- 657 words -
Last week I prefaced my reintroduction of AM saying that I was content with the music in my collection. In the advent of Apple Music and freedom from curricular responsibilities - an alignment of stars, in a way - I’m now able to discover new artists and albums qualitatively. One of these is the album Comedown Machine, The Strokes’ latest album.
The Strokes is, unfortunately, one of the artists that’ve been filtered out of my consciousness when establishing my music collection. Fairly ironic considering that my band, Livewire, have covered plenty of Strokes songs over the years. Maybe it’s the album Angles, the first album of theirs I listened to in full, that’s stigmatised the band for me. Listening to Comedown Machine made me realise the grave error in my judgement of them.
The album opens with the track Tap Out. Like many opening tracks, it does a good job setting the tone for the rest of the album - with that said, the rest of the album does have a lo-fi, indie feel, as many modern rock albums do. However, Tap Out is more than that: within are incomprehensible yet dreamy vocals (signature of lead singer Julian Casablancas, as I hear) backed by digestible, if not yet infectious, melodies. Further listening reveals the genius that is the meticulous instrumentation and layering of said instrumentation, making Tap Out a standout track in its own right. Three tracks later comes my favourite from the album: Welcome to Japan. Few tracks have a beautifully executed groove that grasps me every time - Maroon 5’s Makes Me Wonder comes to mind.
The album slows down a bit by the middle third with tracks like 50/50, Slow Animals, and Chances. Each track has a shoegaze, trance-inducing element to them - 50/50 and Chances in their instrumentation; Slow Animals and Chances in the vocal melodies; and generally softer dynamics in all three tracks. More on this later…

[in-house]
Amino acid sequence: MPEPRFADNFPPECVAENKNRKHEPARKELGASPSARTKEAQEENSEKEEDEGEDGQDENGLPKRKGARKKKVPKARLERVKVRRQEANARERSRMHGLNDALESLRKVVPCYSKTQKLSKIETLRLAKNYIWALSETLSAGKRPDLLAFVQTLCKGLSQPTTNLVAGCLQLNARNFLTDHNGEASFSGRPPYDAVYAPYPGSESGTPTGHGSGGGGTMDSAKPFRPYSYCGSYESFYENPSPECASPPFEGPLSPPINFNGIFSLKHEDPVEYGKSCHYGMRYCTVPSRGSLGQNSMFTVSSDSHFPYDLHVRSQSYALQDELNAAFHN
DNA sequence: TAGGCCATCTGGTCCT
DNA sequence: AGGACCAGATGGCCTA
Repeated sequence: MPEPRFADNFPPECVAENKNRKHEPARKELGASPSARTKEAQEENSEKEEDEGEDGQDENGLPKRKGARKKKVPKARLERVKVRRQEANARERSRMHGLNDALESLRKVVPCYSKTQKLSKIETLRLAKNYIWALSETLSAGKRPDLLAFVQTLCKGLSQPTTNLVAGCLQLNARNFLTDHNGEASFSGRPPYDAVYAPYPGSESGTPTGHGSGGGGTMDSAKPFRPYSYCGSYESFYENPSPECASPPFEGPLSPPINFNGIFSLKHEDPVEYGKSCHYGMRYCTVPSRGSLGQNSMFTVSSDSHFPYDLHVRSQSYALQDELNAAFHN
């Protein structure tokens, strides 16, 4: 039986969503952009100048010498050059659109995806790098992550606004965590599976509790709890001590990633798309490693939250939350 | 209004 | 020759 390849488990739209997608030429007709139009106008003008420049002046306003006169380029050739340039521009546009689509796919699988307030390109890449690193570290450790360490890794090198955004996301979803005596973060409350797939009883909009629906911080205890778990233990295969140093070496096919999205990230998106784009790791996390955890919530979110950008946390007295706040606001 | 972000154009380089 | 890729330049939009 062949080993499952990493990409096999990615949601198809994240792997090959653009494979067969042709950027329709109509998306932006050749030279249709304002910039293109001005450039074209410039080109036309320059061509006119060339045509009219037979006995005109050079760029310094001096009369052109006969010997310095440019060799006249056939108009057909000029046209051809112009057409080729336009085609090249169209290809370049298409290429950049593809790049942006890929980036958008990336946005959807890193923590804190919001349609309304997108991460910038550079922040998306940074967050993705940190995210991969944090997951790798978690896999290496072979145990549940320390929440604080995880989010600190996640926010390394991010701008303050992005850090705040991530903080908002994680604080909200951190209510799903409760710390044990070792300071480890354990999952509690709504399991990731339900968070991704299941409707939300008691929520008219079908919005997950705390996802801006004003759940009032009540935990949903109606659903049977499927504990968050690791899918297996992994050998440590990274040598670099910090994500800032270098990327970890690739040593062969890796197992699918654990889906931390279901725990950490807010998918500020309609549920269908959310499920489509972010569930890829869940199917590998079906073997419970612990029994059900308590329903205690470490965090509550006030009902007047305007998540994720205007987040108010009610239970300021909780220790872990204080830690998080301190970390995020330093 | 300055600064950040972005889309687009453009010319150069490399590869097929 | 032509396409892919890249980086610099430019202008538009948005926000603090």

The pace picks itself back up with another standout track, Partners in Crime. I say ‘standout’ for good reason - it starts with a weird, almost unsettling riff that seems not to know what it’s crescendoing to, before introducing a happy-go-lucky vibe that lingers through to the chorus. The bridge breaks into a Beatles-like extravaganza of sorts backed by cheery tambourines and a thumpy bassline that might as well have been written by McCartney himself.
Next comes the track Happy Ending, which is a part-solemn, part-dancey disco track - another odd combination. As with Partners in Crime, I don’t know how to react to this one emotionally (especially around the half-tempo bridge) yet it makes me want to feel something. It makes for a pleasant listen in itself which you can also sing along to thanks to more infectious vocals - all of which aren't uncommon in the album so far.
The album ends peculiarly with… straight-up elevator music, in the song Call It Fate, Call It Karma. Lo-fi is turned up to 11, with mostly sluggish instrumentation that can put any baby to sleep… until, of course (wait for it)… the vocals. They soar out of the blue, instantly putting the listener in a dreamlike-state, reminiscent of the album’s middle third and the guitars in the verses of the second track, All The Time. In this case, the old-timey feel makes it almost nightmarish, in the best possible way. Probably doesn’t belong on this album, though, let alone as the closer.
This is an album I’ve probably listened ten times over without fail. It can lull in the background, yet isn’t afraid to show off what its got every once in a while. Looking forward to listening to more Strokes.
8 / 10
Tracks I play most: First four tracks, Chances
Tracks I play moderately: Partners in Crime, Happy Ending
Tracks I skip: 80's Comedown Machine, 50/50, Slow Animals, Call It Fate, Call It Karma